There's Scientific Proof Cats Adopt Owners' Personalities

Kitty see, kitty do.

Recent research has shown that dogs tend to match the personality traits of their owners and are particularly prone to taking on their stress levels. But because people tend to think that the bond between dogs and humans is stronger than the one between cats and humans, most of us assume our personalities don't have an impact on these majestic, independent creatures. But now, science is proving us wrong.

A recent study published in the journal PLOS One indicates you may have more of an influence on the behavior of your feline than you thought. Researchers at the United Kingdom's University of Lincoln and Nottingham Trent University used an online survey to ask more than 3,000 cat owners questions regarding their "Big Five" personality traits: extraversion, agreeableness, openness, conscientiousness, and neuroticism. They also asked them questions about the breed, personality, health, and behavior of their cats.

The results showed that, to some extent, cats really do match the personalities of their owners. For example, owners who rated high for neuroticism were more likely to have cats that acted more afraid or anxious, had more stress-related illnesses, and were less likely to wander around outside at their leisure. Meanwhile, owners who were more extroverted seemed to have cats who loved to be in the great outdoors. And owners who were especially conscientious seemed more likely to have cats who were affectionate and friendly.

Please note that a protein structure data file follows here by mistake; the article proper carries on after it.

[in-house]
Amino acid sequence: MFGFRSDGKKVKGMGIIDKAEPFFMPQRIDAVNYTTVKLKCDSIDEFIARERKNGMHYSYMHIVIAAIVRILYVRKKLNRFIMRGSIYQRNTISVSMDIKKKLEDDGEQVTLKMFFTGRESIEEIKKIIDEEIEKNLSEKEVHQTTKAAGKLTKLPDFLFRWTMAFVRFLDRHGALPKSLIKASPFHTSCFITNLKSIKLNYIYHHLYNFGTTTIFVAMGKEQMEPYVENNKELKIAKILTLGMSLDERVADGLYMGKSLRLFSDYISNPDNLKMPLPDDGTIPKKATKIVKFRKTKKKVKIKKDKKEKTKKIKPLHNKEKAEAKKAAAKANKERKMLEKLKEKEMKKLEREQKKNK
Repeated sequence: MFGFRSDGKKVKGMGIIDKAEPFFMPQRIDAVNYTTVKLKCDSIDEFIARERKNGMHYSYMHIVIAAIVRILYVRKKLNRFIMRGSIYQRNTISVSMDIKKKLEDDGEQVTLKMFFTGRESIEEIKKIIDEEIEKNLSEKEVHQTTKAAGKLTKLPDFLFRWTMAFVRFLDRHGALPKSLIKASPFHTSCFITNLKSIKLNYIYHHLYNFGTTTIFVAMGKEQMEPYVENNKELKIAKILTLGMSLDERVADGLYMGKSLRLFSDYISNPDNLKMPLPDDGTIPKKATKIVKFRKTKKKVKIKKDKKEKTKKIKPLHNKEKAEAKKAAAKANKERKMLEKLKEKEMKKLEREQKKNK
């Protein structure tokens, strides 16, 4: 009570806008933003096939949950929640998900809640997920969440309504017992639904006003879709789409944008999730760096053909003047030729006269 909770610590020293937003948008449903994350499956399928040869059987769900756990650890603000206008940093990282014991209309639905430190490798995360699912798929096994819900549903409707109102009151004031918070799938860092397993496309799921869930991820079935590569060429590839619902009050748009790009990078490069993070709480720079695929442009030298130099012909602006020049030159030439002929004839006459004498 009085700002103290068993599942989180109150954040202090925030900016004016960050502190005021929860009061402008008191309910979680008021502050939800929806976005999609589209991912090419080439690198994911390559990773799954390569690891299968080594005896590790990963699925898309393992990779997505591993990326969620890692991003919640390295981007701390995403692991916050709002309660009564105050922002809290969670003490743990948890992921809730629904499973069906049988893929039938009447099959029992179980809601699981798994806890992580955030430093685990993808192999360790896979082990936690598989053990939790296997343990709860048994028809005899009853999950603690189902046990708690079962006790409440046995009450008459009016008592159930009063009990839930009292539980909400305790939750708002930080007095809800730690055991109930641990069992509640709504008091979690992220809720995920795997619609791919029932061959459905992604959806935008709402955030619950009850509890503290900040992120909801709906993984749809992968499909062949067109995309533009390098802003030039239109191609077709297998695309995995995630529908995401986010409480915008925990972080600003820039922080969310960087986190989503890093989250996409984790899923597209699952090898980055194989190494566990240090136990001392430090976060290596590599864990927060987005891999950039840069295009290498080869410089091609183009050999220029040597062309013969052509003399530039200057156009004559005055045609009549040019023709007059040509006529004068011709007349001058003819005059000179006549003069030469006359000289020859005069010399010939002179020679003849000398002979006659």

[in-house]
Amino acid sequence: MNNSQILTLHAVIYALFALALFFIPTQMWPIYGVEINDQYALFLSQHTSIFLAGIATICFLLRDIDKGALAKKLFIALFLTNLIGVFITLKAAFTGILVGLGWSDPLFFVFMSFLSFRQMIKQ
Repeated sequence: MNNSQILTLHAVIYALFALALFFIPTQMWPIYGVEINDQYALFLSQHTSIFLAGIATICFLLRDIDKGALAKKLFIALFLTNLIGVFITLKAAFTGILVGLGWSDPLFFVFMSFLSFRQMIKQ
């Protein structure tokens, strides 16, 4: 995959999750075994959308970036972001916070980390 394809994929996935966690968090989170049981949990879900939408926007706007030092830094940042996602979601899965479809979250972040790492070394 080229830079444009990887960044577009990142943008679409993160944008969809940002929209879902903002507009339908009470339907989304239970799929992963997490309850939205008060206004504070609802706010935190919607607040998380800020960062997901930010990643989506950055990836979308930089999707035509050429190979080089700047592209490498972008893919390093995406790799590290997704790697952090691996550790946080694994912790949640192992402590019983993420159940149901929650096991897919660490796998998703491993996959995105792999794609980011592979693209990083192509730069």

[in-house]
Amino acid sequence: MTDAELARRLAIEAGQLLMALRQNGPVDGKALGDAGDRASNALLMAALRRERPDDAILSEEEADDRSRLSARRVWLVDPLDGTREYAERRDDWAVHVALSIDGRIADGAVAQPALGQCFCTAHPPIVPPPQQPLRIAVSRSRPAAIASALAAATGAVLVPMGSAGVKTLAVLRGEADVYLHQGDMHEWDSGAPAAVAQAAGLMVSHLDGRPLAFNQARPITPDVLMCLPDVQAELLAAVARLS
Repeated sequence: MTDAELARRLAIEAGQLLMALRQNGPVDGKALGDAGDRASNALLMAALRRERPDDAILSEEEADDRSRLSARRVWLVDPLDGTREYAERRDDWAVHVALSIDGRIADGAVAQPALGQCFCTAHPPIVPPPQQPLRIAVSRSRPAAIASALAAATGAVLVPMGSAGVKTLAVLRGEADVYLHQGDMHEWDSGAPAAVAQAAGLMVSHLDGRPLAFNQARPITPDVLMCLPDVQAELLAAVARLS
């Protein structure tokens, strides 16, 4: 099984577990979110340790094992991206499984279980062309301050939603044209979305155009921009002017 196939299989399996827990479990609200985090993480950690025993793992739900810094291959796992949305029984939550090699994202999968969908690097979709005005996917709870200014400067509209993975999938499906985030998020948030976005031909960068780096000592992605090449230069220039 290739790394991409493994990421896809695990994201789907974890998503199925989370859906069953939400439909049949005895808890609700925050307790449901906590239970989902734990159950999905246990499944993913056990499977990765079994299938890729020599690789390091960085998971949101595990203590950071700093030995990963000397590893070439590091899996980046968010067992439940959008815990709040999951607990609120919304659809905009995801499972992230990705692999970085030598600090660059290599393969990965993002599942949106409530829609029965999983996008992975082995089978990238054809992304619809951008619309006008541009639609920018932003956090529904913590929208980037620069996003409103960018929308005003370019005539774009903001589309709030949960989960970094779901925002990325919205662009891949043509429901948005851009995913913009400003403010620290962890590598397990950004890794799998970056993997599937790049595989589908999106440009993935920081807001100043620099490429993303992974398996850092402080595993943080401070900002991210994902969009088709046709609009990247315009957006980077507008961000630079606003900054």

The study is limited by the fact that the results were self-reported as opposed to observational, so it's very possible that the owners were projecting their own personalities onto the cats. The study also fails to answer the chicken-or-the-egg question of whether your personality has an impact on your cat or whether you're just more likely to choose a cat that seems similar to you in temperament.

"Many owners consider their pets as a family member, forming close social bonds with them," study co-author Lauren Finka, a postdoctoral researcher in animal welfare at Nottingham Trent University's School of Animal, Rural, and Environmental Sciences, said in a press release. "It's therefore very possible that pets could be affected by the way we interact with and manage them, and that both these factors are in turn influenced by our personality differences. The majority of owners want to provide the best care for their cats, and these results highlight how influential our own personality can be on the well-being of our pets."

And for more recent research on our furry friends, check out Study Finds That Cats Know When You're Calling Them, They Just Don't Care.

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Diana Bruk
Diana is a senior editor who writes about sex and relationships, modern dating trends, and health and wellness. Read more
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